Some of the best things that happen to us are accidents and coincidences. Crom and I would agree, I think, that finding each other was just such a fortunate accident. I was in the final days of a failing marriage and needed an obligation to help me cope with unhappiness. I had seen listed in the paper an Akita/Rott mix at the animal shelter, and half as a lark, I stopped by to see this "dream dog." The "Akita/Rott" was pure fantasy. To this day, I can't imagine what demented logic identified the puppy that way. I took one look, and moved on down the noisy aisle.
Farther down was a big adult male named "Gunner." He was forte and beautiful, a mix of some heavy breed with a pointer or spaniel of some sort, noisy and protective of his kennel. He caught my eye and my fancy, even though he would obviously be a challenge. But I could not imagine my wife coping with him, and I wasn't sure I could handle him, so I moved on reluctantly.
To a cage with a single, ten-week-old black puppy, no description provided. He came to the gate, wagging a stump of tail and smiling. I had the attendant let me in the cage, and the puppy wriggled happily around my feet. Then he piddled on my shoe. "It was," I would tell people for many years, "love at first sight."
I called my wife and persuaded her to come and meet him. We took him outside and played with him a bit, and then home to a house suddenly filled with love again, if only reflections. He was ten weeks old when we took him home, so we were close enough in our estimation that his birthday was February 14, 1991.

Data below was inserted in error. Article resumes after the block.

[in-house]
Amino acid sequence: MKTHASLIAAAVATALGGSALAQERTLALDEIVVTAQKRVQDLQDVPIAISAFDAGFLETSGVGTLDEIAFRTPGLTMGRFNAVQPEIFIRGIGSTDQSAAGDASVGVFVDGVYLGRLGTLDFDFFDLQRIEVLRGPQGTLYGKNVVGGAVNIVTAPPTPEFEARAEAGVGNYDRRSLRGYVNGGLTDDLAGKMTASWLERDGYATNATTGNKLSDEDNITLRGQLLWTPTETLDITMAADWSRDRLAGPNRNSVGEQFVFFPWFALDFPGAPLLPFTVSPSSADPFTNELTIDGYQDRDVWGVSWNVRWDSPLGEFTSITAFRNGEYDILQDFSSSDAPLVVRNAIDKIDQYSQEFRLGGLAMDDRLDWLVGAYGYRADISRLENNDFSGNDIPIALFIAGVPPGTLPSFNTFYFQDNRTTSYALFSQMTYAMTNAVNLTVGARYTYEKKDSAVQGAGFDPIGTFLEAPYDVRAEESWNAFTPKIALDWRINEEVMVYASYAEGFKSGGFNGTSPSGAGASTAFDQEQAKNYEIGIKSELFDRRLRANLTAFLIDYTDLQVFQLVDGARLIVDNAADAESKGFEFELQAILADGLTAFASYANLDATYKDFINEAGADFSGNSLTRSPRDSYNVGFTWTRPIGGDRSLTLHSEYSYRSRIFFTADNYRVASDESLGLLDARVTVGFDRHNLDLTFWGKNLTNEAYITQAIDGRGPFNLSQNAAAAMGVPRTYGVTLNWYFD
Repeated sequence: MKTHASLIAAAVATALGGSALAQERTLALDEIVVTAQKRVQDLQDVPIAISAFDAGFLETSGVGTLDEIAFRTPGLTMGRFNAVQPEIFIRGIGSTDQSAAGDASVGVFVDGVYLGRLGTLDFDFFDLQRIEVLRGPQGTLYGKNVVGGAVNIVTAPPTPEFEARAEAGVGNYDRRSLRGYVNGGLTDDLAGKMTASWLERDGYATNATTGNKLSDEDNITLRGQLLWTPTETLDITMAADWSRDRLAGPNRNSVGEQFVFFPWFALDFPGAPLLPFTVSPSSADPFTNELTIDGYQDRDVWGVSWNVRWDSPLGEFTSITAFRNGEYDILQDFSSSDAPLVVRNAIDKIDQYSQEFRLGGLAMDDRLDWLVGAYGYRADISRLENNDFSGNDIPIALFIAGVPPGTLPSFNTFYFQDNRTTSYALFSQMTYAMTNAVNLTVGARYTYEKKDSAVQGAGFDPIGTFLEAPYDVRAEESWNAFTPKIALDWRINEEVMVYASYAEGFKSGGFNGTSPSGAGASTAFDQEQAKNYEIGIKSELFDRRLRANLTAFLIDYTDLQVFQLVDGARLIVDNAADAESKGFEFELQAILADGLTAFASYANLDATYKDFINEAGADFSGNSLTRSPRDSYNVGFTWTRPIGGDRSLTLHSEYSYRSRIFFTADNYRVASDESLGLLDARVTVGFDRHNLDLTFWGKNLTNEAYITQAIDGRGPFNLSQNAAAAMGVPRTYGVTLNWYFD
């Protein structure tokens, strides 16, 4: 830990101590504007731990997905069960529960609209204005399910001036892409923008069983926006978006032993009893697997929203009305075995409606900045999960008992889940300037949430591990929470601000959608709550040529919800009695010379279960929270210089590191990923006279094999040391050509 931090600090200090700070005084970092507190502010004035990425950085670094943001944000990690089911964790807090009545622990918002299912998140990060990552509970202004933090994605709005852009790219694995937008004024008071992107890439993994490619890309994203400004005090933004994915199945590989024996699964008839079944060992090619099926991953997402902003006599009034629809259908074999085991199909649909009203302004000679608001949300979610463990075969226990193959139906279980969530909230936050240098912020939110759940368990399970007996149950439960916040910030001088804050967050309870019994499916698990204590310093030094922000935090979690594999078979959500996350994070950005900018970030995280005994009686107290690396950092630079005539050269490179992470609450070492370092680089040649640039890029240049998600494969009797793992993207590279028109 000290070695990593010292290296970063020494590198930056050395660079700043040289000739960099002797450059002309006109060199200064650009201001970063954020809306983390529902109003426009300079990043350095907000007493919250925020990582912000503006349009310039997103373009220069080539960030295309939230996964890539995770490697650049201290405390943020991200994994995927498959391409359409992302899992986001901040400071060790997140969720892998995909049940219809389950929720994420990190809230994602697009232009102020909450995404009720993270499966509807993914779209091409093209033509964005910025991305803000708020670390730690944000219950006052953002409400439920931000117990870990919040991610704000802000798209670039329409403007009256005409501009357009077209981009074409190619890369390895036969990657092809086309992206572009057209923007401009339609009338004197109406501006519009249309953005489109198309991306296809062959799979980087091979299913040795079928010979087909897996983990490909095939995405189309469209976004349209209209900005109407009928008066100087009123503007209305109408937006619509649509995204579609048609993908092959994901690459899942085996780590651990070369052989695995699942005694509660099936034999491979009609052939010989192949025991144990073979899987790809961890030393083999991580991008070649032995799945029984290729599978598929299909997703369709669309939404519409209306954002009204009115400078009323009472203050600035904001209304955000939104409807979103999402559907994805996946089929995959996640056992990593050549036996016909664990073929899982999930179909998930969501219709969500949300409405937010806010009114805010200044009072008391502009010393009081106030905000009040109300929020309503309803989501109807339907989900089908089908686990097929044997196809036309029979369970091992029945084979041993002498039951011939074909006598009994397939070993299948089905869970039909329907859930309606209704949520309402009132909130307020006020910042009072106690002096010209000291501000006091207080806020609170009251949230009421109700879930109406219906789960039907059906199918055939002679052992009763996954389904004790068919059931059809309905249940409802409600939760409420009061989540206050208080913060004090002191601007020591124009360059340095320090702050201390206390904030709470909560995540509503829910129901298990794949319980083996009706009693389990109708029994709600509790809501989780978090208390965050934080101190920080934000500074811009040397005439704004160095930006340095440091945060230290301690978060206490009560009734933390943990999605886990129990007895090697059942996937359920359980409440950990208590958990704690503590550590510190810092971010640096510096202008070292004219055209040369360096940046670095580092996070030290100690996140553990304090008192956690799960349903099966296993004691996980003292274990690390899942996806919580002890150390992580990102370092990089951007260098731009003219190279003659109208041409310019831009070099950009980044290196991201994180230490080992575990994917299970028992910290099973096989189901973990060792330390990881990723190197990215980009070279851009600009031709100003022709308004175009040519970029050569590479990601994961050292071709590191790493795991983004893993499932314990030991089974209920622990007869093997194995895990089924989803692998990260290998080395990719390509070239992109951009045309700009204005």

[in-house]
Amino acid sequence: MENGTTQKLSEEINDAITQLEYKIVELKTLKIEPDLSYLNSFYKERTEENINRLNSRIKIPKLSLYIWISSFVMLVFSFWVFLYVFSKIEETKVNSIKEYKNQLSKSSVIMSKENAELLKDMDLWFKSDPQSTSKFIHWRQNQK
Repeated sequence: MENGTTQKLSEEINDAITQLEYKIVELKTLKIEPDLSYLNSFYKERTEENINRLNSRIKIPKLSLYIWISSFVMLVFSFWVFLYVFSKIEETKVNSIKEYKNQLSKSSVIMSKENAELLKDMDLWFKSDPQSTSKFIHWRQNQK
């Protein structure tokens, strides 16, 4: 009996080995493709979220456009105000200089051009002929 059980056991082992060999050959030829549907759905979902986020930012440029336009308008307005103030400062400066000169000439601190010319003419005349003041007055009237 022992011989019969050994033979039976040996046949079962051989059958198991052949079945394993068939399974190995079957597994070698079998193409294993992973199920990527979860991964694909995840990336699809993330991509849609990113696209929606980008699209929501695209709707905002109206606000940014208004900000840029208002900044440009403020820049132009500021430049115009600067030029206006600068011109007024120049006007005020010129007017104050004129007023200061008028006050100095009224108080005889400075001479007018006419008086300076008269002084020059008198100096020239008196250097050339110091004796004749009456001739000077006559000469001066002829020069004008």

Crom was obviously half Rottweiler, half Lab. Head-on, he had the blocky look of the Rott, but at a distance, with no defining brown blotches, he seemed a black Lab. A huge black Lab. When he reached maturity, he weighed 120 pounds, and seniority pushed him to 130, then 135. He moved like a horse and had the proportions for the impersonation. Once, as I watched him back out of a tight spot between two benches, the resemblance was uncanny.
His tail had been docked, but improperly (too many vertebrae for a Rott). We always assumed that he was the red-headed child of a Rott with a litter of otherwise purebreds, a by-blow of the woodpile, discarded when it became clear that he would never get his distinctive brown markings. There's no question that his mother, whatever her breed, was a great dog. At ten weeks, he was completely housebroken. In his thirteen years, we had at most a dozen accidents, all of them accountable to sickness or old age. Once I left him home for nearly fifteen hours, while I handled an emergency. I was prepared to excuse and clean up at least one disaster. Instead I found him patiently, if urgently, waiting for me.